More people entered the labor force, and not all were able to find jobs right away. Bad weather may have been a factor
Consumers like curation—stories that narrow the choices down to the best two or three
With yet another tweak to the health-care law, the Obama administration is heading off a popular Republican attack
Music executives are tapping services such as Shazam and Spotify to help predict tomorrow’s next big hits
In the five years since the most recent bottom, the stock market has very nearly tripled
Arunachalam Muruganantham, aka "Menstrual Man," designed simple devices that allow rural Indian women to make their own sanitary pads
The company's dubbing of storms with Greek and Latin names began in 2012 to help 'personalize' extreme weather
European MBA programs compete with top-tier U.S. schools for the best students at home and abroad
Organizations offer special training for senior entrepreneurs
Entrepreneur: Trip Adler, 25
Funding: $13 million from Charles River Ventures, Redpoint Ventures, Y Combinator, and the Kinsey Hills Group; angel investors include Marc Andreessen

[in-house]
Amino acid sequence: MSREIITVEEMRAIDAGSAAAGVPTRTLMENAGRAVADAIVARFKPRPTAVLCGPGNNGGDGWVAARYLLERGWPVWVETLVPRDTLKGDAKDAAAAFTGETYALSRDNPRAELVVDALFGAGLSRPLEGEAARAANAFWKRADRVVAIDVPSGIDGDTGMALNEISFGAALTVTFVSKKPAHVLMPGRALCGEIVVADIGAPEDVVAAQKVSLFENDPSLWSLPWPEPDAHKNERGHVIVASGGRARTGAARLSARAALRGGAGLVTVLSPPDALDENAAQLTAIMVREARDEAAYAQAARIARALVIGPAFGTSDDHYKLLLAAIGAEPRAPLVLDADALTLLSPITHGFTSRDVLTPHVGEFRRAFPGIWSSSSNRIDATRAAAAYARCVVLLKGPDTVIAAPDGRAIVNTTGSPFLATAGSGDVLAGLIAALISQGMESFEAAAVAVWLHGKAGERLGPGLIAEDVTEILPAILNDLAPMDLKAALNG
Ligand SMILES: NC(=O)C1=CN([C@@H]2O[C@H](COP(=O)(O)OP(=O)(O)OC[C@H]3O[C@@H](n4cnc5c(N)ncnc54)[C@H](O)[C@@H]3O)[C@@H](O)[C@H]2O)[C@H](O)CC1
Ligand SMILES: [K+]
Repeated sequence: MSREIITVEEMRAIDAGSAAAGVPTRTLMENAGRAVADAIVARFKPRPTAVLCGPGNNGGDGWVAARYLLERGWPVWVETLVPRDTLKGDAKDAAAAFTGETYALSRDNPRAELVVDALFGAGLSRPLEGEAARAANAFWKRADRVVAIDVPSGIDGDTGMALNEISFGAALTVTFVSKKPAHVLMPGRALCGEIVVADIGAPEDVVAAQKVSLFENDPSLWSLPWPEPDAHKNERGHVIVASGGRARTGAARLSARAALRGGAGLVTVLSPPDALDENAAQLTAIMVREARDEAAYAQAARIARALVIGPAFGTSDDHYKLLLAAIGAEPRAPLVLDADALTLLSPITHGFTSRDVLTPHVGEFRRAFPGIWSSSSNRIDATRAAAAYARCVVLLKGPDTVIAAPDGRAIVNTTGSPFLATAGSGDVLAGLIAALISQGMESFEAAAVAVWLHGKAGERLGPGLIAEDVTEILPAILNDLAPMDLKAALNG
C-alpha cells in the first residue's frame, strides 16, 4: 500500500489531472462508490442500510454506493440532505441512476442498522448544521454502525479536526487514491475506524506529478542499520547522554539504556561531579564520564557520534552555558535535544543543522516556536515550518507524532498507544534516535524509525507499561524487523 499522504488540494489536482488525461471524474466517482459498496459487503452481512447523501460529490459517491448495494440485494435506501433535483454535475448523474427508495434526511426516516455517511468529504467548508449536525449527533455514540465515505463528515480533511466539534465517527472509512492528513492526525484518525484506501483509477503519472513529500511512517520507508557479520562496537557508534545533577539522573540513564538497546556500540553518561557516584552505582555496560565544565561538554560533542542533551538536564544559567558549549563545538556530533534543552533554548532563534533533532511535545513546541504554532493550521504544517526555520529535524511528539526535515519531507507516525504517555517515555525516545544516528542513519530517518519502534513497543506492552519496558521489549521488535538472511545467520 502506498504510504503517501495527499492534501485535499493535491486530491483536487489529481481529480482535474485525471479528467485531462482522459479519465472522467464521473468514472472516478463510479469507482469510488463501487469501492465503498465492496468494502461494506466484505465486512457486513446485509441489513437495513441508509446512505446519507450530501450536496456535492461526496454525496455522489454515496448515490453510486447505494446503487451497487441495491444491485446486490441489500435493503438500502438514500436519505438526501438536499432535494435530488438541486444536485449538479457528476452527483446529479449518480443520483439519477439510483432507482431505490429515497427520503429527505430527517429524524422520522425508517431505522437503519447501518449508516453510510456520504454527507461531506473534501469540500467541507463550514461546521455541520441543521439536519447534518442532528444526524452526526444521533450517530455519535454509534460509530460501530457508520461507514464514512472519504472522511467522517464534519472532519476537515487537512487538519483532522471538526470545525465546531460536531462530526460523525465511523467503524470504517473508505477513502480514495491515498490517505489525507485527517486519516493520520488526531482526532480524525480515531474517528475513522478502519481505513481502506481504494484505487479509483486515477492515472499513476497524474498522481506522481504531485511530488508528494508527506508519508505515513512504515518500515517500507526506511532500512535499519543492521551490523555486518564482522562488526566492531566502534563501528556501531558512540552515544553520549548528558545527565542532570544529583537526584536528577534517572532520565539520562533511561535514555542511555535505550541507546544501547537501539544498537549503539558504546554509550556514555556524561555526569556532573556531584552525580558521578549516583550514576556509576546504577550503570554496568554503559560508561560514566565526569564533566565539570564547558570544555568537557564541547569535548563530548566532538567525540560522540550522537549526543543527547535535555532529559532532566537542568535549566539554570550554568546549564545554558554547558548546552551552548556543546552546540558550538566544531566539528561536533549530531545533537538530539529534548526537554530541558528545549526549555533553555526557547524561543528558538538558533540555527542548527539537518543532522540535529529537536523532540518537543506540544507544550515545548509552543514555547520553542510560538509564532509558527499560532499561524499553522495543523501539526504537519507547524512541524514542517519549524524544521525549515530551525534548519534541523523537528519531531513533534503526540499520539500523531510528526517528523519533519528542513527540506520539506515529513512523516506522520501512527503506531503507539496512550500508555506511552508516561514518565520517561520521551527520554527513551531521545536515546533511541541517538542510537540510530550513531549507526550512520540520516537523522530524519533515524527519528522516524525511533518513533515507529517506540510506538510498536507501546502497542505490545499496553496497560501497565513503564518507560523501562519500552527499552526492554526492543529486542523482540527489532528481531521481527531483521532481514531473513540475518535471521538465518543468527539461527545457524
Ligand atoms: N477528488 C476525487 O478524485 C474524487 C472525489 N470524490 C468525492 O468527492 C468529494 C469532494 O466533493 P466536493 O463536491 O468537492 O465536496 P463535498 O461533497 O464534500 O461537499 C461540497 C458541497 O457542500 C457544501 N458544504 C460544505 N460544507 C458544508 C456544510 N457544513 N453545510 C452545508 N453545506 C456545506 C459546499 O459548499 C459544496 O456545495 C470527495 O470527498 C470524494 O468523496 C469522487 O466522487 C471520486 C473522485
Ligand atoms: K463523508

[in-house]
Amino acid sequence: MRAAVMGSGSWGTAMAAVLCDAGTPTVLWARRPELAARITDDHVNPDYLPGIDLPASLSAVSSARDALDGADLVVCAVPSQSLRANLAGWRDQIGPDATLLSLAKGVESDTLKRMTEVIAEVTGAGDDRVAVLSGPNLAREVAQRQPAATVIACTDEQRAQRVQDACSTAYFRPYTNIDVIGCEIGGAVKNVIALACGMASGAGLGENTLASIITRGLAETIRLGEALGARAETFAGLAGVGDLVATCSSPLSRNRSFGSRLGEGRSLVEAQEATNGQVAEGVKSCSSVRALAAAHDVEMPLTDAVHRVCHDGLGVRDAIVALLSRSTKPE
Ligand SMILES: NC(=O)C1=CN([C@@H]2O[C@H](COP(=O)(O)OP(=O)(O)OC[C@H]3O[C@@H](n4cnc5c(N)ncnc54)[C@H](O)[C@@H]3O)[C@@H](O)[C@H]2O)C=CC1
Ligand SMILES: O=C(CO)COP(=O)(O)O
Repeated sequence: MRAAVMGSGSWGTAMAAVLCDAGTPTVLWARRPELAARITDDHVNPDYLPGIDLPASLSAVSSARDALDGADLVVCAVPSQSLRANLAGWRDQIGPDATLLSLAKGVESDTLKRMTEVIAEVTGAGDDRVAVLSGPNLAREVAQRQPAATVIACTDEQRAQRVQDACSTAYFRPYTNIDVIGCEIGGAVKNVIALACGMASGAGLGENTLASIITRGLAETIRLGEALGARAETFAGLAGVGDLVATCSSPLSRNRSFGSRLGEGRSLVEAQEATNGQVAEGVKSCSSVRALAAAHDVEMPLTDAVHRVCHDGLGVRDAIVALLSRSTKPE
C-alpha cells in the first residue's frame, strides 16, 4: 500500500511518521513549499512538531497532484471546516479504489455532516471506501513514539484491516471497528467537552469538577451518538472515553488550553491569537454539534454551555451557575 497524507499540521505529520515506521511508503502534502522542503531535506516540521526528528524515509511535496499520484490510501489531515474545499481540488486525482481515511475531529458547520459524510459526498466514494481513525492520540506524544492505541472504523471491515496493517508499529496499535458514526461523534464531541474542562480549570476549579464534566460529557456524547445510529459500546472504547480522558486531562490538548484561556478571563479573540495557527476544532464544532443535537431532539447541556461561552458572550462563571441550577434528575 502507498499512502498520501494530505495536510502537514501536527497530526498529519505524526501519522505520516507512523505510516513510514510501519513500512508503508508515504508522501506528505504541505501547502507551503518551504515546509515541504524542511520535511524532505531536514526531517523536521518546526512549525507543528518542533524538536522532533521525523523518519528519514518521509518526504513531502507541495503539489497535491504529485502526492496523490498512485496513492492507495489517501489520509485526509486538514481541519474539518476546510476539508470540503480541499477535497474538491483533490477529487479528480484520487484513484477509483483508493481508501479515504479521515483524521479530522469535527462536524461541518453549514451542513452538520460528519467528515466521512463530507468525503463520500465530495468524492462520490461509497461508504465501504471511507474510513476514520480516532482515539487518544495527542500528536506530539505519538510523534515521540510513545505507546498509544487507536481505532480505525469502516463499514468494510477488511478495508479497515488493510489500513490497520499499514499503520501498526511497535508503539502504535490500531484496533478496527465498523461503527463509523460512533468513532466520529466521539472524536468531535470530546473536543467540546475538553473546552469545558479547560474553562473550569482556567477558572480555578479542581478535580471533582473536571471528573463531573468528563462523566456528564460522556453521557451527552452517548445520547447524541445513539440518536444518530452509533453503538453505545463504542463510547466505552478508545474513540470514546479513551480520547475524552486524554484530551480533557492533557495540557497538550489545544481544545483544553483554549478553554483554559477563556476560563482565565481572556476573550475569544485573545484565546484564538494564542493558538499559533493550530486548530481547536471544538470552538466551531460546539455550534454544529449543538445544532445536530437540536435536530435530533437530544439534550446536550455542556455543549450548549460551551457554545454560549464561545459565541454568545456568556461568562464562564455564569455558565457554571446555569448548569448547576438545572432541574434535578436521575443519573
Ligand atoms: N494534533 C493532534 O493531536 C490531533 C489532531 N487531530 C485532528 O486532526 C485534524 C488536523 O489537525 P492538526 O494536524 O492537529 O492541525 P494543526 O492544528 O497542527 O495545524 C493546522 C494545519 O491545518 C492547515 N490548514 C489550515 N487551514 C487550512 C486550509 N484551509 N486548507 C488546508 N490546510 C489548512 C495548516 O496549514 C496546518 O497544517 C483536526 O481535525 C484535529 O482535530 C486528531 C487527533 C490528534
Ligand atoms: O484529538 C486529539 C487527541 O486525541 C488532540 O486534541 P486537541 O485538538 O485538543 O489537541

Chief Executive Trip Adler came up with the idea for Scribd when he was a Harvard student and wanted to find an easy way to publish academic papers online. In 2007 he launched the Web site for uploading documents to the Internet and letting others read and repost them. Scribd now hosts tens of millions of documents, including popular e-books that publishers including Simon & Schuster sell through the site's online store.
Toughest decision: Last year, Adler decided to press ahead with a plan to let publishers sell books through Scribd, at the expense of creating a mobile application. "We should have focused earlier on mobile and later on commerce," he says. "We haven't always prioritized correctly, but we're getting much better at it."